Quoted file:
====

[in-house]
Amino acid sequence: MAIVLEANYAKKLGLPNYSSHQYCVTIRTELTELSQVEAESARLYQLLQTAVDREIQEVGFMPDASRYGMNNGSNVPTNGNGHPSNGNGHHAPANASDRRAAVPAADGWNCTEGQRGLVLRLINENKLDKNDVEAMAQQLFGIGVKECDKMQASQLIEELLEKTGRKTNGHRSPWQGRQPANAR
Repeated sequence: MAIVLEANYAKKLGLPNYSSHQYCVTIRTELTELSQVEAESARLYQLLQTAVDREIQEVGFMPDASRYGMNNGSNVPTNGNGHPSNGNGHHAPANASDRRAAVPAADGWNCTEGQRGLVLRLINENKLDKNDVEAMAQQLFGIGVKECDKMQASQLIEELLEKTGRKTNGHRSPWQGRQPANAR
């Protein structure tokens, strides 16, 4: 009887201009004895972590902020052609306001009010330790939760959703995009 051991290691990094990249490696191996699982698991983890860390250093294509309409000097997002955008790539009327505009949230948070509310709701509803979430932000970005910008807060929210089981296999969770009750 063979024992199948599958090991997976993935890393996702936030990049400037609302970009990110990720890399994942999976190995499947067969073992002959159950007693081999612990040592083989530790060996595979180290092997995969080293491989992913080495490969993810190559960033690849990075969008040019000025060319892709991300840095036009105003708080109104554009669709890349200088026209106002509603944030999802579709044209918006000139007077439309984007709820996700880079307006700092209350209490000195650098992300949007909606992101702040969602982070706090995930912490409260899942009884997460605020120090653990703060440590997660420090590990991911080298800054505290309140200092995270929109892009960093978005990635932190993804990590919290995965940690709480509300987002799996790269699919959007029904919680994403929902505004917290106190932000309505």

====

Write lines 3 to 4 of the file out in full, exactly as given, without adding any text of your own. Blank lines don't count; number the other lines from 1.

Repeated sequence: MAIVLEANYAKKLGLPNYSSHQYCVTIRTELTELSQVEAESARLYQLLQTAVDREIQEVGFMPDASRYGMNNGSNVPTNGNGHPSNGNGHHAPANASDRRAAVPAADGWNCTEGQRGLVLRLINENKLDKNDVEAMAQQLFGIGVKECDKMQASQLIEELLEKTGRKTNGHRSPWQGRQPANAR
């Protein structure tokens, strides 16, 4: 009887201009004895972590902020052609306001009010330790939760959703995009 051991290691990094990249490696191996699982698991983890860390250093294509309409000097997002955008790539009327505009949230948070509310709701509803979430932000970005910008807060929210089981296999969770009750 063979024992199948599958090991997976993935890393996702936030990049400037609302970009990110990720890399994942999976190995499947067969073992002959159950007693081999612990040592083989530790060996595979180290092997995969080293491989992913080495490969993810190559960033690849990075969008040019000025060319892709991300840095036009105003708080109104554009669709890349200088026209106002509603944030999802579709044209918006000139007077439309984007709820996700880079307006700092209350209490000195650098992300949007909606992101702040969602982070706090995930912490409260899942009884997460605020120090653990703060440590997660420090590990991911080298800054505290309140200092995270929109892009960093978005990635932190993804990590919290995965940690709480509300987002799996790269699919959007029904919680994403929902505004917290106190932000309505």